Editorial: What Does the Google Glass Hardware Price of $80 Mean and Is It Real?

A recent teardown has revealed what hardware Google Glass features on the inside and that it’s priced at just below $80. This has created a lot of buzz in the Google Glass communities, as people don’t understand why the company is asking $1,500 for a $80 device.

As you can see in the title, this is an opinion piece and we will try to find out the implications of this price by doing a bit of research about this device.

Taking it for granted that Teardown.com’s prices are real, it means that Google only spends less than 10% of Glass’ price on hardware, while the rest is either profit or spent on research, development, employees and support.

Considering that Google Glass is the first of this kind of devices, the amount of research done for it must have been huge and it’s probably costed Google tens of millions if not more. If they ever want to recover the money from the price of the device and considering it’s still built-in limited numbers, then it wouldn’t have any chance if they only made a few tens of dollars with each one. But there’s one more thing.

I don’t believe Google is looking to make any profit with the current versions of Glass and there are some reasons for this. The amount of devices they are selling is very small to look into profits and it’s still in a beta phase, which means they probably aren’t even sure themselves where Google Glass is heading to.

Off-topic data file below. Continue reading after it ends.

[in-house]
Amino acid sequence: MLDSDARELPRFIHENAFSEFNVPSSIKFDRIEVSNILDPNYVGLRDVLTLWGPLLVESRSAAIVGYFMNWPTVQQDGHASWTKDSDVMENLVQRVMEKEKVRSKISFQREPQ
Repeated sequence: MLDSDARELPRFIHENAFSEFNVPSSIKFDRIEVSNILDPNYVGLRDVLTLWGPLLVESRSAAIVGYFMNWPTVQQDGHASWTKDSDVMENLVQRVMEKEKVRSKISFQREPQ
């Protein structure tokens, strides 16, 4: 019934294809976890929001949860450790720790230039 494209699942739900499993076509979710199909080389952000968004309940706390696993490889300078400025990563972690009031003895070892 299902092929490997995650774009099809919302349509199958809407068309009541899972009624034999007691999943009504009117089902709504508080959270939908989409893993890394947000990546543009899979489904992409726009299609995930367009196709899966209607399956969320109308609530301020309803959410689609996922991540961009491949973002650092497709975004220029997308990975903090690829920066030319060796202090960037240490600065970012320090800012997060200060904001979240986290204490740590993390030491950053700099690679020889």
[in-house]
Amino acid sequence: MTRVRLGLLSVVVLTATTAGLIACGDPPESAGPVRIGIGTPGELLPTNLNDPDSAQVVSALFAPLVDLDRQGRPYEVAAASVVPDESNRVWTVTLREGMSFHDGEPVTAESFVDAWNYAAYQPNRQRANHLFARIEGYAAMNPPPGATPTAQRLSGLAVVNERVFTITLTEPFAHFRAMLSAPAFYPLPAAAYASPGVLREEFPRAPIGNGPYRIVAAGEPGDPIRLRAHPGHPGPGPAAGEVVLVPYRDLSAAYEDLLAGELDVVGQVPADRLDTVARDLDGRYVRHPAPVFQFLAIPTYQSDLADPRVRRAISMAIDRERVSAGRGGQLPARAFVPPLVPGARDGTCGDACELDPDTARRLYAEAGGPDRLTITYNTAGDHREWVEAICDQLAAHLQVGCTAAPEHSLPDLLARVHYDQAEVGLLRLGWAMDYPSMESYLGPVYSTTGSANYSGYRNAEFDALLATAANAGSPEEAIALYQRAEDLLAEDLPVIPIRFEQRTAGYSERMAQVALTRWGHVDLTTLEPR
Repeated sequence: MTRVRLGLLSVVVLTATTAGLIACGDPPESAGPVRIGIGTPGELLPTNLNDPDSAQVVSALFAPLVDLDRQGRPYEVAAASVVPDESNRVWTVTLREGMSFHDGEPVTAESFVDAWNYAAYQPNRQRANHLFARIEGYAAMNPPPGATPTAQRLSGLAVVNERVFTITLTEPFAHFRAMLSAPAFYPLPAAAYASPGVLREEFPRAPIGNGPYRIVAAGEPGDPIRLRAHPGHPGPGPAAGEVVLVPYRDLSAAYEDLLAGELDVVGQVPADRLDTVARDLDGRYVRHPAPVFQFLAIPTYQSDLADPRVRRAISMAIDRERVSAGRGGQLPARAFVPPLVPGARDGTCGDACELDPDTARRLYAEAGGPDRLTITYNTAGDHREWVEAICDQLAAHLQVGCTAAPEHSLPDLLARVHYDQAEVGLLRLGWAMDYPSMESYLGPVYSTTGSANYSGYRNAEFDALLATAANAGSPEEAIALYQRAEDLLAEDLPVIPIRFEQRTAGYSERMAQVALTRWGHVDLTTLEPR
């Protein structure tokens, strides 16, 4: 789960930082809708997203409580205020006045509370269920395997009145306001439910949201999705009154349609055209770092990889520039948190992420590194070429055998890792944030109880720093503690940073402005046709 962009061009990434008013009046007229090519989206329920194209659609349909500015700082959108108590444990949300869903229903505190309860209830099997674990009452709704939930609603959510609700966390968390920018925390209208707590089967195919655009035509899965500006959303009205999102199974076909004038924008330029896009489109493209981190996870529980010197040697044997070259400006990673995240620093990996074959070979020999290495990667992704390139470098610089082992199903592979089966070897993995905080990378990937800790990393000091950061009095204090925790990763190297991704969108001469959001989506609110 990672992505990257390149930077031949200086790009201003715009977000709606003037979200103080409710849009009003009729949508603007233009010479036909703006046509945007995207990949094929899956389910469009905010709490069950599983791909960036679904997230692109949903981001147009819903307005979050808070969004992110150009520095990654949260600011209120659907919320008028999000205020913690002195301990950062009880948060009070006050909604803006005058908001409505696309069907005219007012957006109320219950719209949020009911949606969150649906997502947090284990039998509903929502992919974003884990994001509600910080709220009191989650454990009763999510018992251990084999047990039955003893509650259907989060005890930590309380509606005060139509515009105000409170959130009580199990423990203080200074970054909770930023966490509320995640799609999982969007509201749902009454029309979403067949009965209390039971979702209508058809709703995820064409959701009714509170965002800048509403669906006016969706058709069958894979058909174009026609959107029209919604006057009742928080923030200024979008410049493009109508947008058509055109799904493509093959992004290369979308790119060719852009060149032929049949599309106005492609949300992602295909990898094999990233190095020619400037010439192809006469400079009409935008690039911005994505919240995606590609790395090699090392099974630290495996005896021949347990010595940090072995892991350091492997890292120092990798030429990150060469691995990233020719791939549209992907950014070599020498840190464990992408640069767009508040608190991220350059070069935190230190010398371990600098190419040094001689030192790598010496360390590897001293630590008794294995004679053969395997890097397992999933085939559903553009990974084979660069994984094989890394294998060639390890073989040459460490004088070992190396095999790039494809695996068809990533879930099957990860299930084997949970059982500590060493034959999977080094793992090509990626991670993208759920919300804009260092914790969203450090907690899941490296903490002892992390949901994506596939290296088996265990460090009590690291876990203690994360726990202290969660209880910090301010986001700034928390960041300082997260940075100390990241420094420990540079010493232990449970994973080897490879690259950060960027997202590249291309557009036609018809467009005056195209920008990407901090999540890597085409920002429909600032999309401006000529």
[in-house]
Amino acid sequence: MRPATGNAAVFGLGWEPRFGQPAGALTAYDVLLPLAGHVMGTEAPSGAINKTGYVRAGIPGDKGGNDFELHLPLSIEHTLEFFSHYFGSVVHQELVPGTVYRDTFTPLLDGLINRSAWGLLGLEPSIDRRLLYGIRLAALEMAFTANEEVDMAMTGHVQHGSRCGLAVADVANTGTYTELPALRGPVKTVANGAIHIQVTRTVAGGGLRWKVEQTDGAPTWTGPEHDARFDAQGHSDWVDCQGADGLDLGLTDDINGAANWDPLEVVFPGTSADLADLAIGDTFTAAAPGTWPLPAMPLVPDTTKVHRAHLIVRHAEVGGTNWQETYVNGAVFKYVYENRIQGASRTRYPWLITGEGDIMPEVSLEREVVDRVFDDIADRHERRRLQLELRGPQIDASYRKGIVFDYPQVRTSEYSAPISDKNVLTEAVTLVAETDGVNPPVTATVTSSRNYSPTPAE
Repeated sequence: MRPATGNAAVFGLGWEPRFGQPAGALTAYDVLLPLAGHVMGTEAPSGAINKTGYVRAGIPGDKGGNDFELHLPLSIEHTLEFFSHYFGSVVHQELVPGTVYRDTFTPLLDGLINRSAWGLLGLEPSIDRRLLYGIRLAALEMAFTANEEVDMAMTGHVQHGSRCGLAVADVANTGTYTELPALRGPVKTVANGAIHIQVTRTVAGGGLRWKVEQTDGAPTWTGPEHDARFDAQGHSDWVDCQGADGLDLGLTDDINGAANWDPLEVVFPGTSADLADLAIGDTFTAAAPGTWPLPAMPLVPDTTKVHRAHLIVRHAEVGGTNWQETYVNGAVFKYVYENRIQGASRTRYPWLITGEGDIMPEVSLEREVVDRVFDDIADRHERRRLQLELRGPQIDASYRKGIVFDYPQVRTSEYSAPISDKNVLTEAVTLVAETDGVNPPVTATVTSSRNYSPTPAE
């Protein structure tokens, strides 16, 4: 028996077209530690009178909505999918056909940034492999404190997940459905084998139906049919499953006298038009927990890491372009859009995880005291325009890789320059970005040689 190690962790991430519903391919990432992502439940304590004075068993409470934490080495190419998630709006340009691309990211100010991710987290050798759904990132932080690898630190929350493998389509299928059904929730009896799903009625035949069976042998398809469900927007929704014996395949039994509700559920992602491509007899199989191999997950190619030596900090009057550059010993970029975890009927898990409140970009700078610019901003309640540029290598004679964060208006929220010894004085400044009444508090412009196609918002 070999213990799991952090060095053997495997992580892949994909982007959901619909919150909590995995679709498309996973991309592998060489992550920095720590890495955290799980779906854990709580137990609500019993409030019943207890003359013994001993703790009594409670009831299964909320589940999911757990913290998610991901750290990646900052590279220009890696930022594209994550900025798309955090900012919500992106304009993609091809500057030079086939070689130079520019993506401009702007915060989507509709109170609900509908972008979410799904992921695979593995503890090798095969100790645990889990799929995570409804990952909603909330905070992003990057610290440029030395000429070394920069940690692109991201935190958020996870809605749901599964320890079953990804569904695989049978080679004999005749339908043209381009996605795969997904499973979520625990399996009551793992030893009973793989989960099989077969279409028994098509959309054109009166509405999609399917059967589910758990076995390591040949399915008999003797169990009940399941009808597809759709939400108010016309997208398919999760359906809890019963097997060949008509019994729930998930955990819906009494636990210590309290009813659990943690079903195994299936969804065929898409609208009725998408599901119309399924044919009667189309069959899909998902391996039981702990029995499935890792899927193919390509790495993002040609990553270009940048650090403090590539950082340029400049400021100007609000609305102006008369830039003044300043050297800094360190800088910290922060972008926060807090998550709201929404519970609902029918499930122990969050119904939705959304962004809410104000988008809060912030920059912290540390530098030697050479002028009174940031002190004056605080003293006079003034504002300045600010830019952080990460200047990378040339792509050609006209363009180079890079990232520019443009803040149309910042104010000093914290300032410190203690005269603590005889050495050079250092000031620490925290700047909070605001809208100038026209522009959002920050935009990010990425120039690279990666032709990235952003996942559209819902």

My take on the decision to price it at $1,500 is that they don’t want everyone to afford one, so people who really need it can buy it. If Google Glass was priced at $100, everyone wanted one and Google might not be able to manufacture so many.

Along with all of this, there’s probably the biggest reason for the ridiculous price. Google Glass is still in a beta phase, which means it’s buggy, it breaks in a lot of weather conditions and the overall user experience is not very satisfying yet. If regular users would use it, they would probably cause a lot of negative marketing for the company. The difference between the regular user and developers is that the latter understand what beta means and that it’s not a finished product.

In the end, Google might also prove that the $1,500 price tag wasn’t ridiculous at all. The company has already exchanged the first version of Glass with the v2 for free and I am pretty sure they will do the same once the customer edition gets released. So early adopters won’t have to empty their pockets to get their hands on the future releases.

People have been complaining that they didn’t offer it cheaper or for free to a limited number of developers, as they did with CR-48, the Chromebook prototype. But I believe they wanted to have a larger user base than the CR-48, as it’s a much more complex device and it requires apps, while Chromebooks work with the apps that are already available for Chrome.

My opinion is that the price is justified and early adopters will have benefits in the future too for the price they paid. I really don’t believe Google charges $1,500 to make any profit. They will probably look into profit once they can ship millions of devices yearly